Tuesday, December 21, 2010

2011 Legislature: Water Law Modifications

Senator Margaret Dayton has introduced a bill to make some changes to Utah Code section 73-3-17. The bill has been numbered Senate Bill 26 (S.B. 26) and is entitled "Water Law Modifications."

Most of the proposed changes in the bill are small, technical changes. The most significant change relates to certificates of beneficial use (aka certificates of appropriation) that are issued by the State Engineer. Currently, the law requires the water right owner to record the certificate with the appropriate county recorder's office within 30 days after the certificate has been issued. This bill removes the recording requirement, but provides that a water right owner may record the certificate if he/she wants to.

To read the full text of the bill, click here.

(For an update on this bill, click here.)

Friday, December 17, 2010

What Is the Process for Approval of a Change Application or Application to Appropriate?

After a Change Application or Application to Appropriate has been filed with the Utah Division of Water Rights, there is a process that the application must go through before it is approved or denied.

The application must first be advertised once a week for two successive weeks in a newspaper of general circulation in the county. Advertising may not be required on a temporary change application or on an application on a small amount of water (defined as the amount of water necessary for one residence, 0.25 acres of irrigation, and stockwater for ten ELUs).

Interested parties may file a protest with the State Engineer. The protest period is for twenty days following the advertisement. A hearing may held if a protestant requests a hearing or if the Division of Water Rights has other reasons or concerns for holding a hearing.

Following the hearing (or following the protest period, if no hearing is required), the Division will review all of the information before it, including the application, the protests, the information obtained at the hearing, and other data on file with the Division. The Division may also conduct a field investigation or request additional information from the applicant.

The State Engineer will then issue an order either approving or rejecting the application. The order will also generally contain limitations and conditions of approval. There is no real timeline for when the order will be issued. Generally, it takes six to eight weeks from the date of the hearing, but on more complex applications, it may take several months or even years for an order to be issued.

If a party disagrees with the State Engineer's order, he/she can file a request reconsideration within twenty days from the date the order is issued. The State Engineer may grant the request for reconsideration and issue an amended order. The State Engineer may also deny the request for reconsideration, either by expressly denying the request or by not taking any action on the request for twenty days after the request is filed (at which point the request is deemed denied). The aggrieved party then has thirty days to appeal to the district court.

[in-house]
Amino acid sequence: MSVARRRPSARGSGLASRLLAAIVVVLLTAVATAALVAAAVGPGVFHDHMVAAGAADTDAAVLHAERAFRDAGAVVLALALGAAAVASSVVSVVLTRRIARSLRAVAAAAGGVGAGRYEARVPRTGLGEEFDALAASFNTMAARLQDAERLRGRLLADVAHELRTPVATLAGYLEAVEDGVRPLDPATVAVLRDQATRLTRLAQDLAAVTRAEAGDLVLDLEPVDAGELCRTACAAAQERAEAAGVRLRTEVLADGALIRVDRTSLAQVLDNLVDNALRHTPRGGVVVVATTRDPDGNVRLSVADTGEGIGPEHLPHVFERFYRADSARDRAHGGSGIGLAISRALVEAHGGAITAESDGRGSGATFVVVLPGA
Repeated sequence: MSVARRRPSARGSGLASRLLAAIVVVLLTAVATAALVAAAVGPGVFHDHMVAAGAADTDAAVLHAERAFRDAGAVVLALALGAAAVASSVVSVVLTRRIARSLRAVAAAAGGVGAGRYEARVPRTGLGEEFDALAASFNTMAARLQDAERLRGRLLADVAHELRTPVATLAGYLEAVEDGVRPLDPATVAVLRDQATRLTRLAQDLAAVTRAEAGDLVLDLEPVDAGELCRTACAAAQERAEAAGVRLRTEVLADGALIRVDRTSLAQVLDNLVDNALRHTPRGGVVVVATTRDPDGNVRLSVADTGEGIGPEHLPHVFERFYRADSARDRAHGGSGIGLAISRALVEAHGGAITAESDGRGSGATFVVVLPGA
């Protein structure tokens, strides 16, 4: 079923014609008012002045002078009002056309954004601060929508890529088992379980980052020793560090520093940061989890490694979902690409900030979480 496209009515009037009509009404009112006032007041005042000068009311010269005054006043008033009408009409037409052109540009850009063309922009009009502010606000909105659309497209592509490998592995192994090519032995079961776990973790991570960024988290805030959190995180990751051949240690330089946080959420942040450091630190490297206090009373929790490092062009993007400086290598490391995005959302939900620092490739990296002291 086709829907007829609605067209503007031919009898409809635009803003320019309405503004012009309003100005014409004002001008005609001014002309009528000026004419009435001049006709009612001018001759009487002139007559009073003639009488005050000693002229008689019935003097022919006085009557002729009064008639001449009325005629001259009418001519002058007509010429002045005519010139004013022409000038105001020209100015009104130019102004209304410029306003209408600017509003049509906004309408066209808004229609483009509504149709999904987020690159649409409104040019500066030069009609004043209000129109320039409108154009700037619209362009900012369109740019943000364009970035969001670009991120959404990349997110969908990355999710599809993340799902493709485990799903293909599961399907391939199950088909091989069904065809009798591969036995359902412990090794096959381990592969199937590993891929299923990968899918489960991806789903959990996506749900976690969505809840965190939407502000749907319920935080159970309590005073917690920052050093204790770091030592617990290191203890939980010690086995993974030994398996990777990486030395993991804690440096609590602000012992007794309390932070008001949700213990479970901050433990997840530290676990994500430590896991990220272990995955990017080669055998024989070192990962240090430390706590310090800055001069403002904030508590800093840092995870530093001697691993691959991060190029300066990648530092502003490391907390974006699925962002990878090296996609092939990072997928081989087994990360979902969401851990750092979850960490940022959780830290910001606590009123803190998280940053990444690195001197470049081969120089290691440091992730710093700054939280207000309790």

For a flow chart of the application process, click here.

To read the statutes about the application process, click here.

Wednesday, December 8, 2010

Introduction to Wetland Laws and Regulations

The following article was written for the Water & The Law newsletter that our firm publishes on a quarterly basis. If you would like to receive an email version of the newsletter, please click here to join our mailing list.

Even though Utah is the second-driest state in the nation, wetlands issues frequently arise in many different situations, including land development, mining and mineral extraction, agriculture, and stream alteration. The Clean Water Act (CWA) was enacted in 1972 "to restore and maintain the chemical, physical, and biological integrity of the Nation's waters," i.e. to make the nation's waters fishable and swimmable. The CWA seeks to do this by preventing future contamination and pollution of waters. The central feature of the CWA is section 301, which prohibits the discharge of any pollutant into a navigable water, including wetlands, unless otherwise authorized by a permit. One of the most common permits issued under the CWA is a section 404 wetlands permit issued by the Army Corps of Engineers (Corps) for certain discharges of "dredged or fill material" into wetlands.

In determining whether a wetlands permit is required for a particular project, it must first be determined whether the area that will be impacted by a proposed activity is within the Corps' regulatory jurisdiction under the CWA. Waters within the Corps' jurisdiction include navigable waters; tributaries to navigable waters; interstate wetlands; wetlands that could affect interstate or foreign commerce; and wetlands "adjacent" to any of the above. Wetlands are determined based on the presence of three elements: soils, hydrology, and vegetation. The physical boundaries of a wetland are determined by a "delineation" conducted by either the Corps or a licensed professional.